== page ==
As he finally exits the store and turns away from his friend, his smile fades, and a sense of helplessness washes over his face. These are subtle exchanges, but engrossing nonetheless — a brilliant, succinct depiction of everyday code switching, and it works mainly because Jordan carries it off so well.
“Creed II” takes the idiosyncrasies Jordan has honed in his onscreen persona throughout the course of his career and fully reveals the kind of actor he is capable of becoming. If not as surprisingly profound as its immediate predecessor, “Creed,” the latest “Rocky” installment portrays Adonis as an underdog despite being a heavyweight champ, a celebrated fighter who still has much to prove. He’s handsome and lovable, but not necessarily smooth, as seen in a lighthearted moment where Adonis nervously asks Bianca to marry him. He feels unsatisfied by his success.
In “Creed II,” Jordan shows how he can translate an array of emotions with just a look. When Adonis and Bianca await the results of a test for their newborn daughter, Jordan displays anxiety, fear and an overwhelming sense of sadness at the recognition of what may be ahead for his family.
Giving such a performance in a crowd-pleasing sequel positions Jordan in the realm of other actors he has name-checked as having the careers he wishes to emulate: Washington, Smith, Tom Cruise and Leonardo DiCaprio. You can see a bit of each of those actors in Jordan’s career moves so far — the transition from troubled youth roles into hunky A-lister (DiCaprio in “The Basketball Diaries,” and later “Titanic” and “The Departed”); the prestigious boxing part requiring tremendous physical transformation (Washington in “The Hurricane” and Smith in “Ali”); ventures into the realm of sci-fi/fantasy (Cruise in “War of the Worlds,” “Minority Report”).
It’s rare these days for actors to open movies on the strength of their names and charming personas alone, but in developing a respected partnership with Coogler — like Washington and Spike Lee, and DiCaprio and Martin Scorsese — and starting his own production company to create the roles he wants, Jordan has molded himself into a performer who takes on prestigious projects that also play up his good looks.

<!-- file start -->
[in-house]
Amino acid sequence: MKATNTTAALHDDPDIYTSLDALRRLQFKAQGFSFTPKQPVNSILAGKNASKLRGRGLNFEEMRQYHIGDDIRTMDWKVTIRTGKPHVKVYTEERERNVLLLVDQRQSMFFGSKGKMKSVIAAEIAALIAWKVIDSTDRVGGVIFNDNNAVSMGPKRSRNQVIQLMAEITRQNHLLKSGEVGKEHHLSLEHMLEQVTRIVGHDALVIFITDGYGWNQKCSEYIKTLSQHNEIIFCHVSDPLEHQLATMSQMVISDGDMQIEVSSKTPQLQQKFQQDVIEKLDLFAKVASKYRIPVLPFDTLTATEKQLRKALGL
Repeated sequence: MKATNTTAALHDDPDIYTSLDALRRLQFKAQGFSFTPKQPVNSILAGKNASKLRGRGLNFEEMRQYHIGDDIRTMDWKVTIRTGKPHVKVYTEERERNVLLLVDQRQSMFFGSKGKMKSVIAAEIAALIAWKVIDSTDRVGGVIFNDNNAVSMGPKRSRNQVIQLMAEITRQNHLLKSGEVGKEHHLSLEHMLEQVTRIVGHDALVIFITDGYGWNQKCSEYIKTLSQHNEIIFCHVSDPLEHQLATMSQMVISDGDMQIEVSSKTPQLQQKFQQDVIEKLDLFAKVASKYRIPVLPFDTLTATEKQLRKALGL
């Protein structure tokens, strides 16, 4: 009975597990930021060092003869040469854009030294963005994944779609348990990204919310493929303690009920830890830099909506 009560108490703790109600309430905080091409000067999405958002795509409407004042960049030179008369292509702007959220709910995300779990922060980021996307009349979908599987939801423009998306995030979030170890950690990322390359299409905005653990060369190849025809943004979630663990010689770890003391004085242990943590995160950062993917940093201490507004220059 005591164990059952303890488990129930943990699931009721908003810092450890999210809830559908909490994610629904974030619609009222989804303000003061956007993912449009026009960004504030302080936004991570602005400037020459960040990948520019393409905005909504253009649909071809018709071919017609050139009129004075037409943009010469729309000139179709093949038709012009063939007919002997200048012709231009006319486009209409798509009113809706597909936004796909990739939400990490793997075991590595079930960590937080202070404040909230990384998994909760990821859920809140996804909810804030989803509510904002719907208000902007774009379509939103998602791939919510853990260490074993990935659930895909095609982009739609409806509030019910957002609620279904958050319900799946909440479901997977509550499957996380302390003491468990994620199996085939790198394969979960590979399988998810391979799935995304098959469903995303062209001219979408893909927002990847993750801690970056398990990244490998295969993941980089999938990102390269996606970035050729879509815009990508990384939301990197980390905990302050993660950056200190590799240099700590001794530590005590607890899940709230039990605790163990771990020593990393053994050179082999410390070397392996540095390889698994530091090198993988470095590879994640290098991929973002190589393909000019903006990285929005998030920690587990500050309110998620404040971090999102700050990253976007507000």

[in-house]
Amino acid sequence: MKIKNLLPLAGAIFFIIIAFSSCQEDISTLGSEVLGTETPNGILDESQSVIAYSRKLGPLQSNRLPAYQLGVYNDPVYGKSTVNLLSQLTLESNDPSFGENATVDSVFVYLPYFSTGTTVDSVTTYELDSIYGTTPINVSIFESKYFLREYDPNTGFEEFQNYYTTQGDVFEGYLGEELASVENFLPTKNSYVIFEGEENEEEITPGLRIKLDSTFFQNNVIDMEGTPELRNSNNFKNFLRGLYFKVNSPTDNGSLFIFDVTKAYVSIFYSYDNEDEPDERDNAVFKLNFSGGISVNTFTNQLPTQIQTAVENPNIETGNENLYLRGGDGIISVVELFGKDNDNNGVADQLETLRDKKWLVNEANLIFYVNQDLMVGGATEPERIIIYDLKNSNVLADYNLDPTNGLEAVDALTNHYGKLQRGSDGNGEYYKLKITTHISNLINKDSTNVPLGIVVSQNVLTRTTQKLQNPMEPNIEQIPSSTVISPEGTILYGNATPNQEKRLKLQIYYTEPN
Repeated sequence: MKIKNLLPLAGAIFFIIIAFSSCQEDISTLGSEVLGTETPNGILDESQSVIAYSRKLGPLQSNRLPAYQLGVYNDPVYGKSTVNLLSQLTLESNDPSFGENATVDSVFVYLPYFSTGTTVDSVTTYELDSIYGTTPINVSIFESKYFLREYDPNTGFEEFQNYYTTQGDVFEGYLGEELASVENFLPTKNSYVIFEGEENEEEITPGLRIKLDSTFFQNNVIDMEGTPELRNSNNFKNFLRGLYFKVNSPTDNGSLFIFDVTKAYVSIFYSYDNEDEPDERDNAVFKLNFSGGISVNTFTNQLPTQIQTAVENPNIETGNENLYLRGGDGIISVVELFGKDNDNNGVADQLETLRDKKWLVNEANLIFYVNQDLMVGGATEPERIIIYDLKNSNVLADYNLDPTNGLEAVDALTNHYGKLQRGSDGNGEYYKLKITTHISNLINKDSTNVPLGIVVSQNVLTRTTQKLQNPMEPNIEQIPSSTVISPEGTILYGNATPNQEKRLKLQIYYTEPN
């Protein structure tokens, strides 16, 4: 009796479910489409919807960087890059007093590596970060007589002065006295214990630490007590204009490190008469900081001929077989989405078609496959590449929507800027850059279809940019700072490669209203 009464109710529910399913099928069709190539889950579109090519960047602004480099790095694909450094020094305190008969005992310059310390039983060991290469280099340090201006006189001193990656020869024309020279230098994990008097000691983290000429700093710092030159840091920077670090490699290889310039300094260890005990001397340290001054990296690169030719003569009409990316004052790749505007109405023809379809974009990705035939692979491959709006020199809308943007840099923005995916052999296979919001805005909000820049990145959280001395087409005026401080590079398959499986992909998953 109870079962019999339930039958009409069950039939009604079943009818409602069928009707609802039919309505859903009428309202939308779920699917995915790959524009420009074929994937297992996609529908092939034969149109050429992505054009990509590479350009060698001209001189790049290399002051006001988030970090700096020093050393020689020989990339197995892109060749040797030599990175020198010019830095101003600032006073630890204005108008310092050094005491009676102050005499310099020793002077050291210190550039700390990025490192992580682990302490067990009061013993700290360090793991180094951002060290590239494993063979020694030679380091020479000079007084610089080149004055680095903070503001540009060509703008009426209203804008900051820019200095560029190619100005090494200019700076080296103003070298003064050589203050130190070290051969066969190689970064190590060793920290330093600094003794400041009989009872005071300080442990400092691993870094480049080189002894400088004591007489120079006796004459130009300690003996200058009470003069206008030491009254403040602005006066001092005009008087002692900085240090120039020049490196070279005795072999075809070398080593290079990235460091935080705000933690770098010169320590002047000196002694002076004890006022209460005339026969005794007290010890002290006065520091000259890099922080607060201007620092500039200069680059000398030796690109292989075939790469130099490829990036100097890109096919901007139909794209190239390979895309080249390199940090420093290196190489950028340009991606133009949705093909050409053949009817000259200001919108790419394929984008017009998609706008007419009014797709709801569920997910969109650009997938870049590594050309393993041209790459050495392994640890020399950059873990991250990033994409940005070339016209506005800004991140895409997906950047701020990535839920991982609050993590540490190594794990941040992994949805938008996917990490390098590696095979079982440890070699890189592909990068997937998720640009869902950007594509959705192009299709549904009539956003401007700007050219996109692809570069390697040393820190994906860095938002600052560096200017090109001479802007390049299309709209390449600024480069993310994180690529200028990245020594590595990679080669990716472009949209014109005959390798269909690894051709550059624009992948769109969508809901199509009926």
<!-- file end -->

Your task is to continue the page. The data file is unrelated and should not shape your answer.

Whether this leads down the path of Oscar nods — still Hollywood’s ultimate marker of having made it, however superficially — remains to be seen. But when he taps into his sensitivity, turns on the charm and lays his feelings bare in any given moment, he’s electrifying.
Source: NY Times
Michael B. Jordan and Tessa Thompson have effortless chemistry as Adonis and Bianca in the Creed franchise, and recently displayed that chemistry for EW’s cover shoot celebrating the release of Creed II.
But the pair have more in common than Creed. They also both play characters in the Marvel Cinematic Universe — Jordan starred as Killmonger in Black Panther, and Thomspon took on the role of Valkyrie for Thor: Ragnarok. And one of the many perks of being part of the MCU is that you get your own action figures. When asked if they’ve played with their own figurines, they both responded affirmatively.
“I have mine in my kitchen above the sink so I see her when I wash dishes,” Thompson said, and hers isn’t the only one she’s collected. “Other women friends of mine, if they have one, I have a girl gang. There’s Lupita [Nyong’o, as Nakia from Black Panther]. There’s Evan Rachel Wood from Westworld.” One action figure was notably absent from Thompson’s collection, though. “I don’t have Killmonger, I’m so sorry,” Thompson confessed to Jordan. Jordan said he doesn’t have Valkyrie either. “I’ll give it to you,” Thompson told him. “I have an extra one.”